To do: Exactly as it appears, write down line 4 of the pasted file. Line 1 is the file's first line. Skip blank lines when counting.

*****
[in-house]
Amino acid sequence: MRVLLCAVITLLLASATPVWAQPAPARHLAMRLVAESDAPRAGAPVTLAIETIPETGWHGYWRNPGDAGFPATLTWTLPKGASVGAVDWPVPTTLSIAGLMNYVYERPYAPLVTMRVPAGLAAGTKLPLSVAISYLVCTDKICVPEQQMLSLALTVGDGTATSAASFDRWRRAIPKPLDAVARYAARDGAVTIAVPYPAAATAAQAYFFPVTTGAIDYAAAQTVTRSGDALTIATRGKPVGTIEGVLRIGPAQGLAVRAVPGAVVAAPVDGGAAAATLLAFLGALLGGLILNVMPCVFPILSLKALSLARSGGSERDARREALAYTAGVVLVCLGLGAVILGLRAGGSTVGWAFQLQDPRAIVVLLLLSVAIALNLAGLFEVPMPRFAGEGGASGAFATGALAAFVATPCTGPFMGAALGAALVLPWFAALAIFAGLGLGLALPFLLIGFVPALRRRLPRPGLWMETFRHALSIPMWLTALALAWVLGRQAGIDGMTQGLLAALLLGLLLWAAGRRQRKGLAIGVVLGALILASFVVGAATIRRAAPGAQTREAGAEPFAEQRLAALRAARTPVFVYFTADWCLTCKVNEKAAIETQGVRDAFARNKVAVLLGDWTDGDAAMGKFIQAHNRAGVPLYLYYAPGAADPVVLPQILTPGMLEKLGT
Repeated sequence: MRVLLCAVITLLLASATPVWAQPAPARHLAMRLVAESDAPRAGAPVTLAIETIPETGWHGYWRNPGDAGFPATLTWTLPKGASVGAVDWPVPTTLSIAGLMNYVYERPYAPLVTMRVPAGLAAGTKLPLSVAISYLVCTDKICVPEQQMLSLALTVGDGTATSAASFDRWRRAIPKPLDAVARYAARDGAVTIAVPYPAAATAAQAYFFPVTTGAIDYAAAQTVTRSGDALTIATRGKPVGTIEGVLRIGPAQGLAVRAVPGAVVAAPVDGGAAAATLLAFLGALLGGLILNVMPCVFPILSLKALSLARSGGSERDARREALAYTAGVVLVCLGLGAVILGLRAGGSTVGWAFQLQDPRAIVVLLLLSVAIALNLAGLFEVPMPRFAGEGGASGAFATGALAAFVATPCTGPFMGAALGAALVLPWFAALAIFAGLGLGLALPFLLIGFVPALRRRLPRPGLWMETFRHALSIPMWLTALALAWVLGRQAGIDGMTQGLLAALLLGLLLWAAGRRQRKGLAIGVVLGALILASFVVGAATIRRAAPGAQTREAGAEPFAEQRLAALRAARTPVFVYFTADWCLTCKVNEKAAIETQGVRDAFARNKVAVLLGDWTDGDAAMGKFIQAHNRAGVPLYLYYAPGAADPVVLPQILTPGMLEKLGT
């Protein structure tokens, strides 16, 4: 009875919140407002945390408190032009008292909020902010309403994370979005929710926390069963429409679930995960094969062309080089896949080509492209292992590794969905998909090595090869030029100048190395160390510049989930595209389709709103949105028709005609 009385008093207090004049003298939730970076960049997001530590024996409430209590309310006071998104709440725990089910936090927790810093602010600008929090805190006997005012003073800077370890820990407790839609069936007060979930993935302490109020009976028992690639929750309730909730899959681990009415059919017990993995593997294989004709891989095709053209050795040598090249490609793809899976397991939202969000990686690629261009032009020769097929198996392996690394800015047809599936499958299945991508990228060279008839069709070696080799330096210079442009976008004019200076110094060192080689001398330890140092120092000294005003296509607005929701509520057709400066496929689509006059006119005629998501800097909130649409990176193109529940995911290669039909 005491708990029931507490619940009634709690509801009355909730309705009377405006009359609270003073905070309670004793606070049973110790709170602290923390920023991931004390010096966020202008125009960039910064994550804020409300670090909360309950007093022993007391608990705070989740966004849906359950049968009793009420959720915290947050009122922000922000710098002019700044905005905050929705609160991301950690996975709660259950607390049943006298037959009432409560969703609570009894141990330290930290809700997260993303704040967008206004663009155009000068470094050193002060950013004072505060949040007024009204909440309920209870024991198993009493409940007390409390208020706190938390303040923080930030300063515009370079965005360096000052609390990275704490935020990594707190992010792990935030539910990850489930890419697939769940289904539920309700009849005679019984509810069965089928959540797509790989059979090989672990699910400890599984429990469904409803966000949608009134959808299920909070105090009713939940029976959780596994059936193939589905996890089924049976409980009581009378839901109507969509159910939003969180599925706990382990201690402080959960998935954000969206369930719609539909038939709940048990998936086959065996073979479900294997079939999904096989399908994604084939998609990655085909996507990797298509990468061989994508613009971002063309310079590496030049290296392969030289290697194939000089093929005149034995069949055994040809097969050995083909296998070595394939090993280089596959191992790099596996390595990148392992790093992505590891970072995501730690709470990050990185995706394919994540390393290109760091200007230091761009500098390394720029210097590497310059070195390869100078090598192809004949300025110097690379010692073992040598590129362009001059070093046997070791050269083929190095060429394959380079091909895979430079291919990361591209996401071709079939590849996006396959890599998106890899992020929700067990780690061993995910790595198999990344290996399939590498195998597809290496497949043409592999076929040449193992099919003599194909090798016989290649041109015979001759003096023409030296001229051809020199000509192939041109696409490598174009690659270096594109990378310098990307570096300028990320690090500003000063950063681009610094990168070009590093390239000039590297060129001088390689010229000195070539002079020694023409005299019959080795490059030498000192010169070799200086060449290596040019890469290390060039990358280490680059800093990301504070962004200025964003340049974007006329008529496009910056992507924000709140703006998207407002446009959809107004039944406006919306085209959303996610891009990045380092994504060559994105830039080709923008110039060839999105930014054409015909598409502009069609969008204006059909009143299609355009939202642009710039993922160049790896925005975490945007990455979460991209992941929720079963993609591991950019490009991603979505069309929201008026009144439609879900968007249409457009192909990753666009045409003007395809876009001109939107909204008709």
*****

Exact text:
């Protein structure tokens, strides 16, 4: 009875919140407002945390408190032009008292909020902010309403994370979005929710926390069963429409679930995960094969062309080089896949080509492209292992590794969905998909090595090869030029100048190395160390510049989930595209389709709103949105028709005609 009385008093207090004049003298939730970076960049997001530590024996409430209590309310006071998104709440725990089910936090927790810093602010600008929090805190006997005012003073800077370890820990407790839609069936007060979930993935302490109020009976028992690639929750309730909730899959681990009415059919017990993995593997294989004709891989095709053209050795040598090249490609793809899976397991939202969000990686690629261009032009020769097929198996392996690394800015047809599936499958299945991508990228060279008839069709070696080799330096210079442009976008004019200076110094060192080689001398330890140092120092000294005003296509607005929701509520057709400066496929689509006059006119005629998501800097909130649409990176193109529940995911290669039909 005491708990029931507490619940009634709690509801009355909730309705009377405006009359609270003073905070309670004793606070049973110790709170602290923390920023991931004390010096966020202008125009960039910064994550804020409300670090909360309950007093022993007391608990705070989740966004849906359950049968009793009420959720915290947050009122922000922000710098002019700044905005905050929705609160991301950690996975709660259950607390049943006298037959009432409560969703609570009894141990330290930290809700997260993303704040967008206004663009155009000068470094050193002060950013004072505060949040007024009204909440309920209870024991198993009493409940007390409390208020706190938390303040923080930030300063515009370079965005360096000052609390990275704490935020990594707190992010792990935030539910990850489930890419697939769940289904539920309700009849005679019984509810069965089928959540797509790989059979090989672990699910400890599984429990469904409803966000949608009134959808299920909070105090009713939940029976959780596994059936193939589905996890089924049976409980009581009378839901109507969509159910939003969180599925706990382990201690402080959960998935954000969206369930719609539909038939709940048990998936086959065996073979479900294997079939999904096989399908994604084939998609990655085909996507990797298509990468061989994508613009971002063309310079590496030049290296392969030289290697194939000089093929005149034995069949055994040809097969050995083909296998070595394939090993280089596959191992790099596996390595990148392992790093992505590891970072995501730690709470990050990185995706394919994540390393290109760091200007230091761009500098390394720029210097590497310059070195390869100078090598192809004949300025110097690379010692073992040598590129362009001059070093046997070791050269083929190095060429394959380079091909895979430079291919990361591209996401071709079939590849996006396959890599998106890899992020929700067990780690061993995910790595198999990344290996399939590498195998597809290496497949043409592999076929040449193992099919003599194909090798016989290649041109015979001759003096023409030296001229051809020199000509192939041109696409490598174009690659270096594109990378310098990307570096300028990320690090500003000063950063681009610094990168070009590093390239000039590297060129001088390689010229000195070539002079020694023409005299019959080795490059030498000192010169070799200086060449290596040019890469290390060039990358280490680059800093990301504070962004200025964003340049974007006329008529496009910056992507924000709140703006998207407002446009959809107004039944406006919306085209959303996610891009990045380092994504060559994105830039080709923008110039060839999105930014054409015909598409502009069609969008204006059909009143299609355009939202642009710039993922160049790896925005975490945007990455979460991209992941929720079963993609591991950019490009991603979505069309929201008026009144439609879900968007249409457009192909990753666009045409003007395809876009001109939107909204008709």